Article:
The Meaning of Your Cat’s Meow
Domestic cats make different sounds than their wild ancestors, suggesting that they have evolved to get our attention
Anyone who’s lived with a cat knows that there’s no “one-size-fits-all” meow. Rather, a cat has a diverse meow-cabulary, with different sounds used in different situations. Other animals have similar vocal repertoires. Dogs vary their barks, and monkeys have different alarm calls for different predators. But is the variation in meows meaningful, and can human beings really learn to understand what cats are “saying”?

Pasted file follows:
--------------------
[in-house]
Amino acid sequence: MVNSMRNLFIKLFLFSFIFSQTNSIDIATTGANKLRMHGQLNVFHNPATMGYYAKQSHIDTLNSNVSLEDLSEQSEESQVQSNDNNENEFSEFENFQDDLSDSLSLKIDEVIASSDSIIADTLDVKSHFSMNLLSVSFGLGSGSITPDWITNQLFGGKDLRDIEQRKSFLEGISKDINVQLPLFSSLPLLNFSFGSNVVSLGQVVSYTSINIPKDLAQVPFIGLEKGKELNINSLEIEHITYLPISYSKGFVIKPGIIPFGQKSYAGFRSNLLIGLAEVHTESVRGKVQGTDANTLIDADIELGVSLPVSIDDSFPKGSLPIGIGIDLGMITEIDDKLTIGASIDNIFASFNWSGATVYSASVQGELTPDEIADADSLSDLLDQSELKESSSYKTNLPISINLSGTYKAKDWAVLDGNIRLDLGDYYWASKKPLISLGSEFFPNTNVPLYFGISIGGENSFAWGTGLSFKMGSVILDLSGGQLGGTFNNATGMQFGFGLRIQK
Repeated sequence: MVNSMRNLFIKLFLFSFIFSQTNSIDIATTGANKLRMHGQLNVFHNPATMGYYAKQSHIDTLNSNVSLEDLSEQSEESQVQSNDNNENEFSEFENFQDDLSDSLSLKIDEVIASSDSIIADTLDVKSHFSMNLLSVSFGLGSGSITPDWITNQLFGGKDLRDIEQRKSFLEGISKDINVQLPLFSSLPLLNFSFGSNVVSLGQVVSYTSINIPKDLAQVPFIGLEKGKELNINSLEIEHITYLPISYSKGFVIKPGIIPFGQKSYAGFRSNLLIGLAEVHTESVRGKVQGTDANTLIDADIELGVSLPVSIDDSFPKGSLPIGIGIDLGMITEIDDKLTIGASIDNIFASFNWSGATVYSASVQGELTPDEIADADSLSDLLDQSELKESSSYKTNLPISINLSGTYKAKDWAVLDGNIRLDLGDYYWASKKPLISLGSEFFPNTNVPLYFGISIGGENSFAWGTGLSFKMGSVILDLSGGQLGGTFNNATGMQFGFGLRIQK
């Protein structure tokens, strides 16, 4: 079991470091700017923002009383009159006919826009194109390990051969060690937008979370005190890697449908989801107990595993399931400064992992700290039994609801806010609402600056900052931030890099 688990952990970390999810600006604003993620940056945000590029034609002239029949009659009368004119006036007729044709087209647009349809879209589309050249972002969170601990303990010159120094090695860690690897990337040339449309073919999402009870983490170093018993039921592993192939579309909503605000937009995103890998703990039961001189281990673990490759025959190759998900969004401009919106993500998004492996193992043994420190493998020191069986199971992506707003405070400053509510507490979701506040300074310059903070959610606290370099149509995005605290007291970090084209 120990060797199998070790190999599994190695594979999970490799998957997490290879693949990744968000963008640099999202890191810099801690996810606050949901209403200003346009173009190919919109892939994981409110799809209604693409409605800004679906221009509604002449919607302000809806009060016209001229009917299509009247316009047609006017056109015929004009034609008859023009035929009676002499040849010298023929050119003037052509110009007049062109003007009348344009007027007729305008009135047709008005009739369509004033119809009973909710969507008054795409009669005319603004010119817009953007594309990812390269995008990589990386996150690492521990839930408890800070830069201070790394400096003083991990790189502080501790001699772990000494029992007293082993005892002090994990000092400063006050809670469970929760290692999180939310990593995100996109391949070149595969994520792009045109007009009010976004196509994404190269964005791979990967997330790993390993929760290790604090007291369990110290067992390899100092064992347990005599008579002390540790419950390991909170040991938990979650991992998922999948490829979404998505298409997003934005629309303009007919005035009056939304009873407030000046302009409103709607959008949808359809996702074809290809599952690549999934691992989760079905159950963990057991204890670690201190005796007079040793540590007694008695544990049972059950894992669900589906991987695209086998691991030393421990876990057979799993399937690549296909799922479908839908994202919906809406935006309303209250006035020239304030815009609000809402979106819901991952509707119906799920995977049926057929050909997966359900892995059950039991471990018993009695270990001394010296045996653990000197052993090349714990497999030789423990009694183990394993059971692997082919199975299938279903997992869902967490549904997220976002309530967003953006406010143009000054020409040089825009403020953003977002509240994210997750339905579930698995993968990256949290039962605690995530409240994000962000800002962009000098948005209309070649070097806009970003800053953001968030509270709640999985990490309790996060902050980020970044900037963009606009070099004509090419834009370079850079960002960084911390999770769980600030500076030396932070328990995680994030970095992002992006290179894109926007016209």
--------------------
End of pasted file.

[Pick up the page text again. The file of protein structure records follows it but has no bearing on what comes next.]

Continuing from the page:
Nicholas Nicastro, then a doctoral student at Cornell University, set out to answer that question in a 2003 study that involved recording more than 500 meows from his own two cats and others that lived with a dozen friends and relatives. To make the recordings, he went to the cats’ houses and hung around until they were accustomed to his presence, which usually took an hour. Using a microphone placed within 6 feet of the cats, he then recorded the meows they made when they were being friendly toward their human housemates, when they were about to be fed and when they were being brushed vigorously. Recordings were also made when the cats were placed behind a door or window they wanted to go through and when they were placed in an unfamiliar environment—specifically, inside Dr. Nicastro’s car.
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